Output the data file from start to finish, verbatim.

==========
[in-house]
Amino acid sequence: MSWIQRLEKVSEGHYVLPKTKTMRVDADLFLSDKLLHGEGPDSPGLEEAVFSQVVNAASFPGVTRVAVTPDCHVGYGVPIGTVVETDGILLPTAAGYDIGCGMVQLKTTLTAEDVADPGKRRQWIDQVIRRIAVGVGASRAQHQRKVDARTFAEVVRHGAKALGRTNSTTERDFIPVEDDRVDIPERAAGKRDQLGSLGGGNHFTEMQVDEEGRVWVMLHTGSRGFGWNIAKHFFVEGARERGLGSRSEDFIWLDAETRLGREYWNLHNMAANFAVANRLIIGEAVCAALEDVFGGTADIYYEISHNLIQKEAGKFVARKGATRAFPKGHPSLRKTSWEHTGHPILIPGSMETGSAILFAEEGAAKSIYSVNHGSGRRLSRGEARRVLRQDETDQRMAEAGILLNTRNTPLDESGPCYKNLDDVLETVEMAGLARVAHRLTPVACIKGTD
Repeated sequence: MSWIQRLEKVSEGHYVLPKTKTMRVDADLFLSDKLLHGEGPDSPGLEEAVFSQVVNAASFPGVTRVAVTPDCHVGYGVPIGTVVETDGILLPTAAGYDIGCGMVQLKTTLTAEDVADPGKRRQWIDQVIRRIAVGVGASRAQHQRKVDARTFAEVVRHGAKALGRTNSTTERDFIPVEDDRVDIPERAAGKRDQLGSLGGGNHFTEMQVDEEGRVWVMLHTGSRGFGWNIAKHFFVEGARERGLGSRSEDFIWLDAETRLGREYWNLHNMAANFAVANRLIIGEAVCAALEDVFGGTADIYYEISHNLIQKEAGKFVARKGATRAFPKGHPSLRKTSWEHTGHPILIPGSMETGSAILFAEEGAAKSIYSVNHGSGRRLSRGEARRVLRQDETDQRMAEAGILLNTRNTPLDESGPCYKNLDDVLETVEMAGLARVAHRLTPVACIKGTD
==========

[in-house]
Amino acid sequence: MSWIQRLEKVSEGHYVLPKTKTMRVDADLFLSDKLLHGEGPDSPGLEEAVFSQVVNAASFPGVTRVAVTPDCHVGYGVPIGTVVETDGILLPTAAGYDIGCGMVQLKTTLTAEDVADPGKRRQWIDQVIRRIAVGVGASRAQHQRKVDARTFAEVVRHGAKALGRTNSTTERDFIPVEDDRVDIPERAAGKRDQLGSLGGGNHFTEMQVDEEGRVWVMLHTGSRGFGWNIAKHFFVEGARERGLGSRSEDFIWLDAETRLGREYWNLHNMAANFAVANRLIIGEAVCAALEDVFGGTADIYYEISHNLIQKEAGKFVARKGATRAFPKGHPSLRKTSWEHTGHPILIPGSMETGSAILFAEEGAAKSIYSVNHGSGRRLSRGEARRVLRQDETDQRMAEAGILLNTRNTPLDESGPCYKNLDDVLETVEMAGLARVAHRLTPVACIKGTD
Repeated sequence: MSWIQRLEKVSEGHYVLPKTKTMRVDADLFLSDKLLHGEGPDSPGLEEAVFSQVVNAASFPGVTRVAVTPDCHVGYGVPIGTVVETDGILLPTAAGYDIGCGMVQLKTTLTAEDVADPGKRRQWIDQVIRRIAVGVGASRAQHQRKVDARTFAEVVRHGAKALGRTNSTTERDFIPVEDDRVDIPERAAGKRDQLGSLGGGNHFTEMQVDEEGRVWVMLHTGSRGFGWNIAKHFFVEGARERGLGSRSEDFIWLDAETRLGREYWNLHNMAANFAVANRLIIGEAVCAALEDVFGGTADIYYEISHNLIQKEAGKFVARKGATRAFPKGHPSLRKTSWEHTGHPILIPGSMETGSAILFAEEGAAKSIYSVNHGSGRRLSRGEARRVLRQDETDQRMAEAGILLNTRNTPLDESGPCYKNLDDVLETVEMAGLARVAHRLTPVACIKGTD